Asian Pacific Americans win on Election Day

By Charles Lam
Northwest Asian Weekly

Election night was a good night for Asian and Pacific Americans — not only in Washington State but also nationwide. When the next session of Congress convenes in 2013, it will have more Asian and Pacific American members than ever before. Let’s take a look at the electeds-to-be who made it big last Tuesday, Nov. 6.

Mazie Hirono

Mazie Hirono, Senator elect from Hawaii, will be the first Buddhist senator, first female Asian American senator, and the first Japanese-born senator. She was born in Fukushima, Japan and immigrated to the territory of Hawaii with her mother in 1955 at the age of 8. Her mother raised Hirono as a Jodo Shu Buddhist.

Hirono first ran for elected office in 1980, when she became a Representative in Hawaii’s House of Representatives. She continued on to Lieutenant Governor in 1994, losing the Governor’s race in 2002.

Afterwards, she served in the U.S. House of Representatives from 2006 to 2012. As a U.S. Representative, she was the first Asian American Buddhist member, sharing the title of first Buddhist member with Hank Johnson of Georgia who was also elected in 2006.

Tulsi Gabbard

The person replacing Mazie Hirono is no slouch. 31-year-old Tulsi Gabbard is the first Hindu to win an election for Congress. She was also Hawaii’s youngest-ever elected when she became a legislator at the age of 21. She cut that term short, resigning her position to serve two tours in the Middle East as part of Hawaii’s National Guard. Though she is not of Indian heritage, her mother converted to Hinduism and raised Tulsi in the Vaishnava branch of Hinduism. Gabbard will be taking her oath of office over a Bhagavad Gita instead of a Bible.

Ami Bera

Ami Bera, a 47-year-old California Democrat, currently holds an approximate 2,000 vote lead over incumbent Dan Lungren in the contest to represent California’s 7th District in the U.S. congress. If he wins, he will be the first Indian-American Hindu and only the third Indian-American to be ever elected to Congress.

Mark Takano

Mark Takano, the Harvard-educated Democrat who will be representing California’s new 41st district, will be the first openly gay, non-white Congressman. He was born in Riverside, Calif. but his family was interned during World War II. This was his third time running for Congress, having lost the first two elections by very slim margins.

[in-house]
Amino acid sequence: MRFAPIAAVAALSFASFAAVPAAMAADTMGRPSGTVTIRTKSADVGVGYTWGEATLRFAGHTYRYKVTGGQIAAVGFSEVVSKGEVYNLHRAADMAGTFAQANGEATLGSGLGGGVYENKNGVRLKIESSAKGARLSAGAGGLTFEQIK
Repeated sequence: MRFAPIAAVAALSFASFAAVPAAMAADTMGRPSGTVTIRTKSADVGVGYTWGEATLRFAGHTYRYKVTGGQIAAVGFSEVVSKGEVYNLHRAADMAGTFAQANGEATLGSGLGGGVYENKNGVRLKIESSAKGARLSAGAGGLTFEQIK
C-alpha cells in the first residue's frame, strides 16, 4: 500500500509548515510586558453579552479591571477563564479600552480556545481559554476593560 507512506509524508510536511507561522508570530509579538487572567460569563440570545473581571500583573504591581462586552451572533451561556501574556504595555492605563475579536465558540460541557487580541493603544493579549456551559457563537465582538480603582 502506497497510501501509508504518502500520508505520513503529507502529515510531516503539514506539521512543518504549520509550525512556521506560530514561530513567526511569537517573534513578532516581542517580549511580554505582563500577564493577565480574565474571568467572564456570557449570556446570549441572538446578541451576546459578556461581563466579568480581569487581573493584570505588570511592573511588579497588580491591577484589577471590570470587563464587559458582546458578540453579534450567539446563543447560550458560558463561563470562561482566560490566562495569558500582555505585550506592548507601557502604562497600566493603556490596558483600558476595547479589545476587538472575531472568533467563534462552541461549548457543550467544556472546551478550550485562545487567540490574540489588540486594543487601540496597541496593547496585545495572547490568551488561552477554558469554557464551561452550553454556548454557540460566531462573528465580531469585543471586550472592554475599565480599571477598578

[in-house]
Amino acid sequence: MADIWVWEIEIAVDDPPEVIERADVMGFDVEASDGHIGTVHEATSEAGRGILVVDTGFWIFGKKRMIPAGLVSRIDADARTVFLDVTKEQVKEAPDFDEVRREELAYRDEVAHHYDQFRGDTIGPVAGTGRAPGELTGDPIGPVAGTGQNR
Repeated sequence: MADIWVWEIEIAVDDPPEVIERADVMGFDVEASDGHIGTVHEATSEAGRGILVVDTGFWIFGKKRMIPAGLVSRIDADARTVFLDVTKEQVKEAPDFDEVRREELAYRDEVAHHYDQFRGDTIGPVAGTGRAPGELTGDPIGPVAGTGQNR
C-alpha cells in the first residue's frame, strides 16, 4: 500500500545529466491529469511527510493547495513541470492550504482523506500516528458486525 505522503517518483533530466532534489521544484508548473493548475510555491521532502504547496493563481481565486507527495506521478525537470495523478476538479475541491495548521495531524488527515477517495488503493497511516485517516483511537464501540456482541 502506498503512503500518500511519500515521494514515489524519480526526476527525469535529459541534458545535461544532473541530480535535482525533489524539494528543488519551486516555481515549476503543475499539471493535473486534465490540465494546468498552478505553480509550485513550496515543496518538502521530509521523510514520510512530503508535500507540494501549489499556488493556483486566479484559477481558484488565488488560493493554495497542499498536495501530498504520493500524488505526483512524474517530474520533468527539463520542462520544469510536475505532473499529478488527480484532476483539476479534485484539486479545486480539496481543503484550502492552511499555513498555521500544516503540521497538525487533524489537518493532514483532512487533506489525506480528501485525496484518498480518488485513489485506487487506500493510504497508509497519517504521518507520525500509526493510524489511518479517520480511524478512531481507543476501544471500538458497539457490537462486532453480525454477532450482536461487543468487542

Mike Honda

71-year-old Democrat Mike Honda won his bid for reelection to represent California’s 17th District. Honda, who was interned as a child during World War II, is soon expected to represent the only district outside of Hawaii to be made up of a majority of Asians.

Tammy Duckworth

Tammy Duckworth, 44-year-old Democrat, lost both her legs and the use of one of her arms when the helicopter she was piloting in Iraq was hit by a rocket-propelled grenade. Despite this, she beat out a Republican incumbent and will be the first Thai-Chinese American woman in Congress as well as the first injured-in-combat female veteran in Congress. The race for the seat was marred by vicious attack ads and accusations that Duckworth relied too much on her military service during the election.

Grace Meng

Grace Meng will become the first Asian American to represent New York in Congress, despite the Chinese’s long history in the state. Meng represents the predominately Chinese neighborhood of Flushing, located in the borough of Queens in New York City.

Colleen Hanabusa

Colleen Hanabusa, one of the three female Asian Americans elected to Congress from Hawaii, successfully defended her position, defeating her opponent Charles Djou 54 percent to 44. She was first elected to the House of Representatives in 2010. When serving in the State Senate of Hawaii, she was the first woman president of the Senate in 2006, making her the first Asian American woman to preside of a state legislature in the United States.

But, despite the gains made this year, Asian and Pacific Americans are still underrepresented in Congress. Of the 541 members of Congress, only 11 — or two percent — are Asian American. The U.S. population is currently 4.5 percent Asian American.
But progress is being made and Asian Americans are becoming more involved.

“Today is a first for Congress,” said Mike Honda (D-Calif.), in an interview with Rafu Shimpo, a Los Angeles-based Japanese newspaper. “The next Congress will see more Asian American and Pacific Islander members of Congress than ever before. As chair emeritus of the Congressional Asian Pacific American Caucus, this is everything I’ve worked to create and I’m thrilled to see Congress more diverse than the day I started. That goes for the more Hispanic American 113th Congress, the first openly gay senator in history, and the first Asian American woman in the Senate too. Congress is slowly, but surely, starting to better represent America.

Today is also a voting first. Having traveled the country during this election, getting out the Asian American and Pacific Islander vote in swing states like Colorado, Florida, Nevada, Pennsylvania and Virginia, I know that we witnessed the highest voter turnout ever among Asian Americans and Pacific Islanders. We moved the dial of democracy forward and more minorities voted than ever before.” (end)

Charles Lam can be reached at

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